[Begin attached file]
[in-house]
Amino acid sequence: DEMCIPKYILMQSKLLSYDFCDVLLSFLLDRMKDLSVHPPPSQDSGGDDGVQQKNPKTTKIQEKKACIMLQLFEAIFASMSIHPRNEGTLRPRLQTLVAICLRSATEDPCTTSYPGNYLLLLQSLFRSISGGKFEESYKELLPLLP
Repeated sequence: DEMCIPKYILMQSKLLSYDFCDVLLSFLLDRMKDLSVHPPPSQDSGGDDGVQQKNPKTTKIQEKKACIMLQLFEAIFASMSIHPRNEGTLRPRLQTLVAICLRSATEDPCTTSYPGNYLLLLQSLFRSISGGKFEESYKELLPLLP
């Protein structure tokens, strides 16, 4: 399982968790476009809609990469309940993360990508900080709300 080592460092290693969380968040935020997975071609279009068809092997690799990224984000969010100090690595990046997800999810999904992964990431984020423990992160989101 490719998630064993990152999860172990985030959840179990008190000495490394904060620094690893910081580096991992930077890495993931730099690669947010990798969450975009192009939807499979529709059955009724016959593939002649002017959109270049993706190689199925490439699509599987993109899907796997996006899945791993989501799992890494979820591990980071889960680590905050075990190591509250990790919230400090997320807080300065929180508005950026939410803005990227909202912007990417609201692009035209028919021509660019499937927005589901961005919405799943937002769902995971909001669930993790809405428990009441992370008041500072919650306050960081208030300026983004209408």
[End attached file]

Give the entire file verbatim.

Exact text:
[in-house]
Amino acid sequence: DEMCIPKYILMQSKLLSYDFCDVLLSFLLDRMKDLSVHPPPSQDSGGDDGVQQKNPKTTKIQEKKACIMLQLFEAIFASMSIHPRNEGTLRPRLQTLVAICLRSATEDPCTTSYPGNYLLLLQSLFRSISGGKFEESYKELLPLLP
Repeated sequence: DEMCIPKYILMQSKLLSYDFCDVLLSFLLDRMKDLSVHPPPSQDSGGDDGVQQKNPKTTKIQEKKACIMLQLFEAIFASMSIHPRNEGTLRPRLQTLVAICLRSATEDPCTTSYPGNYLLLLQSLFRSISGGKFEESYKELLPLLP
């Protein structure tokens, strides 16, 4: 399982968790476009809609990469309940993360990508900080709300 080592460092290693969380968040935020997975071609279009068809092997690799990224984000969010100090690595990046997800999810999904992964990431984020423990992160989101 490719998630064993990152999860172990985030959840179990008190000495490394904060620094690893910081580096991992930077890495993931730099690669947010990798969450975009192009939807499979529709059955009724016959593939002649002017959109270049993706190689199925490439699509599987993109899907796997996006899945791993989501799992890494979820591990980071889960680590905050075990190591509250990790919230400090997320807080300065929180508005950026939410803005990227909202912007990417609201692009035209028919021509660019499937927005589901961005919405799943937002769902995971909001669930993790809405428990009441992370008041500072919650306050960081208030300026983004209408």